Sunday Sermon for November 25, 2018, the Solemnity of Christ, the King of the Universe, Year B
Readings: Dan 7:13-14; Rev 1:5-8; Jn 18:33b-37
In the Gospel reading today we are privy to a conversation between Pilate, the Roman Procurator and Jesus. In the course of the interrogation, Pilate asks Jesus if He is a King. Our Lord answers that His Kingdom does not belong to this world. Moreover, if His Kingdom were of this world, His subjects would be fighting to save Him from being handed over. When Pilate asks a second time about our Lord’s Kingship, Jesus responds that His purpose for coming into the world is to testify to the truth and He says everyone who belongs to the truth listens to Him.
While it may appear that our Lord is evading Pilate’s questions, He is actually answering them in a way much more profound than meets the eye. Pilate must have recognized this also because after pointing out to our Lord that it was the nation of Israel and the High Priests who had handed Jesus over to Pilate, the Procurator then places the titulus over the head of Jesus bearing the charge for which He is crucified: King of the Jews.
The Kingdom of our Lord is not of this world. In fact, the Church gives this Solemnity the title of King of the Universe. So, His Kingship is not limited to this world. In fact, His Kingship was established only at the very end of His life, when He was exalted on the throne of His Cross. The soldiers crowned Him with thorns in mockery, but His charity and fidelity were rewarded by God the Father Who bestowed on Him everlasting Kingship and dominion, as we see in the first reading.
The Prophet Daniel tells us of his vision in which one like a Son of Man was presented before the Ancient One Who gave this Son of Man dominion, glory, and Kingship. All peoples, nations, and languages serve Him as their King. However, as our Lord told Pilate, it is not just anyone on earth who will serve Him, but only those who belong to the truth and listen to His voice.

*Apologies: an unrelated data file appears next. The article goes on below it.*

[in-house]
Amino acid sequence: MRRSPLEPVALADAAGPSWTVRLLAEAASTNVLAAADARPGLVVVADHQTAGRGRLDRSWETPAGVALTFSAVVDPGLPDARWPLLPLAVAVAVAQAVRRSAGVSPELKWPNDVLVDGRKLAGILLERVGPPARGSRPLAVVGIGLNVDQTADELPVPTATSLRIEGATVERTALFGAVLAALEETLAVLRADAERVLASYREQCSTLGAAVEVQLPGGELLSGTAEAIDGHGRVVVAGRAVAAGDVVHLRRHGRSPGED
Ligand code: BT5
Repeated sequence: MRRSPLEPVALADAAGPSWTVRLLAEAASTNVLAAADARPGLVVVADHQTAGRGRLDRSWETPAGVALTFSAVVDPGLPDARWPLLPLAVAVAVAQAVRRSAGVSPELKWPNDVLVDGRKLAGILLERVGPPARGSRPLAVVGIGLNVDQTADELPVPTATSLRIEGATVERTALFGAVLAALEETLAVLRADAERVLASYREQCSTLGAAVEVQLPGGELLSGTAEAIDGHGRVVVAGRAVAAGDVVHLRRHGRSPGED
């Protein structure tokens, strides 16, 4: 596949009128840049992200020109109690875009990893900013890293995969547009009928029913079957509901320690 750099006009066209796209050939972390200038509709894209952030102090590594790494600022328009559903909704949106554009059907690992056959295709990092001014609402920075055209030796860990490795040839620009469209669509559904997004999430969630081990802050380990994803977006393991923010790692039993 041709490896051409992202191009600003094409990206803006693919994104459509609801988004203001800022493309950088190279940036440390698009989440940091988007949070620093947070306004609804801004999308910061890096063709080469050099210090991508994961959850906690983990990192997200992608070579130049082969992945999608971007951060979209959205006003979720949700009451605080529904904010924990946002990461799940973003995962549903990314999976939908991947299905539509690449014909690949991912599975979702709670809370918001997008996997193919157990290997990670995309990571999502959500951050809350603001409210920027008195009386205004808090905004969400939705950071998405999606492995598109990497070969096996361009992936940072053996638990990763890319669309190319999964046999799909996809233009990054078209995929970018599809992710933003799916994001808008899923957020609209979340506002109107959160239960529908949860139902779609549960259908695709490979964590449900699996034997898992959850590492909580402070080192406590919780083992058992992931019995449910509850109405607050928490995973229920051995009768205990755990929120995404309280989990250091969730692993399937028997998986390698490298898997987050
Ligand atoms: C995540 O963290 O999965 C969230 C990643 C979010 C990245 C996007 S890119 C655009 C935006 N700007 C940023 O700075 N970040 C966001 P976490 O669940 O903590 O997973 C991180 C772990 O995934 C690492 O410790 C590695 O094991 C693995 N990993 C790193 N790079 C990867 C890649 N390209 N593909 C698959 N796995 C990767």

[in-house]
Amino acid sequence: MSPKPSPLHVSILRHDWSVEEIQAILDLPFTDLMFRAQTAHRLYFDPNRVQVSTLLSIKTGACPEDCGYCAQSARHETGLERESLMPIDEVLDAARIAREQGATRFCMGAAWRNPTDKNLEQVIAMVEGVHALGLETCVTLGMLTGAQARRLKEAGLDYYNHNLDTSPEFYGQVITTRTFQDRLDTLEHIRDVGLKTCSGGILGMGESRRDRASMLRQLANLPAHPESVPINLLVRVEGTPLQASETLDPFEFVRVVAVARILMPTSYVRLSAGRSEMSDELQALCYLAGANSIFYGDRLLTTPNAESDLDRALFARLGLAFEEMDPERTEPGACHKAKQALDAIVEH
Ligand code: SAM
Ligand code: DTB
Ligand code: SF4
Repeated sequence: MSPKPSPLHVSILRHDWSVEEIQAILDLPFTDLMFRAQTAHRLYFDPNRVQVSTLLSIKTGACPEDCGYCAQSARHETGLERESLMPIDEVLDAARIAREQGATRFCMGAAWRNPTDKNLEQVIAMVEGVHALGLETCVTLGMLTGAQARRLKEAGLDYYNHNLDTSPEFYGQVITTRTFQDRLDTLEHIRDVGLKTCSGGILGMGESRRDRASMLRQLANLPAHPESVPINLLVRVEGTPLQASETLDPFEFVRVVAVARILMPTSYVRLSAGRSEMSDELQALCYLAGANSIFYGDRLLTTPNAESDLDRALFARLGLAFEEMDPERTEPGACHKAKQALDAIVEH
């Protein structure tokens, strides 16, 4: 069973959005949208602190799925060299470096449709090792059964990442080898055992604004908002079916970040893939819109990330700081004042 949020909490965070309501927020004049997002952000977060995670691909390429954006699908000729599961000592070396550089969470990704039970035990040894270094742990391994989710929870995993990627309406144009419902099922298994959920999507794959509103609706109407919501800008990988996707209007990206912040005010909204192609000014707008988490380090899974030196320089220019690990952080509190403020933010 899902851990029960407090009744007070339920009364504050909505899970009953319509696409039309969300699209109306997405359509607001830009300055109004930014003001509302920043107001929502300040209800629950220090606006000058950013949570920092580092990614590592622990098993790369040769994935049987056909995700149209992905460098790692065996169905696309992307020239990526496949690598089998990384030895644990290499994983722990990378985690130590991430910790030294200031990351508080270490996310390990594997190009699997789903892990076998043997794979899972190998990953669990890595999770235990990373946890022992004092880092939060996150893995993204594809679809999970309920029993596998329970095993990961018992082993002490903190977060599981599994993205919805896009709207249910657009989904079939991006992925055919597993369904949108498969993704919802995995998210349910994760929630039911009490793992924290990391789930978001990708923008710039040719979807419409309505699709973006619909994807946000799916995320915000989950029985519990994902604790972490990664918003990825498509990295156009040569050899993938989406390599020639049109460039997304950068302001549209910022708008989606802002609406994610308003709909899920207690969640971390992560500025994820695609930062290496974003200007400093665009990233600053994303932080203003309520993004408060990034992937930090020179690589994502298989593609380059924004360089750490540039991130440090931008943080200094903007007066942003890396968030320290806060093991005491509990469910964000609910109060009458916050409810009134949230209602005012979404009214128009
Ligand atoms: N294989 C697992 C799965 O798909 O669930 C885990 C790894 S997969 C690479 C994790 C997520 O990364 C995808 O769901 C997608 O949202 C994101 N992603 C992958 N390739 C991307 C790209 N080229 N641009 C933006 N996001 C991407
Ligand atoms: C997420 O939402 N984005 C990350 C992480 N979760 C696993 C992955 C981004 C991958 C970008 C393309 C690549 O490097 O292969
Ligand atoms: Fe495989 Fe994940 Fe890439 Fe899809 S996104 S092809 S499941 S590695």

Those on earth who belong to the truth also belong to the Kingdom of Christ. In fact, more than just being loyal subjects of our Lord, St. Paul tells us in the second reading that those who are freed by His Blood have been made into a Kingdom and they are priests for God the Father. But if His Kingdom is not of this world, then how do we understand these statements? Also, why would our Lord teach us to pray for the coming of His Kingdom if it is not of this world?
His Kingdom, as we have seen, is universal, so it encompasses this world, but it is infinitely greater than this world. The people in this world who fall under the dominion of His Kingship are the people whose citizenship is in Heaven, as St. Paul tells the Philippians. In other words, they are living in this world, but living for the world to come.
In this life each of us is given the choice of whom we will serve. Two options are given to us: the King of the Universe or the Prince of this world. Since the Prince of this world has nothing to offer beyond this world, why would anyone want to serve him? The only thing he can offer is limited to the here and now: a false sense of dominion, power, and glory that are finished when this life ends. For those who choose to serve the Lord, they already share in Christ’s dominion, power, and glory; when this life ends their union with the King will be perfect, universal, and eternal.
When we hear in the first reading about the peoples, nations, and languages serving Him we might think that having the power and glory now sounds better. After all, we might suggest, at least we are served for a time rather than being required to serve. In reality, the Kingdom of Christ is one of love, which means every person in that Kingdom is there by free choice.
Jesus said to Pilate that if His Kingdom were of this world His subjects would be fighting to keep Him from being handed over. In fact, His subjects do not fight this because this is His proof of love for us and the inauguration of His Kingship. They do not fight because they receive His love from the Cross and are drawn to Him to share in His glory. They do not fight; rather, they unite themselves in love to Jesus Christ Crucified and participate in His victory. This is truth; this is love. It not only sets us free and fulfills us, but it provides entrance into His Kingdom which is universal and everlasting.
Fr. Altier’s column appears regularly in The Wanderer, a national Catholic weekly published in St. Paul, Minn. For information about subscribing to The Wanderer, please visit www.thewandererpress.com.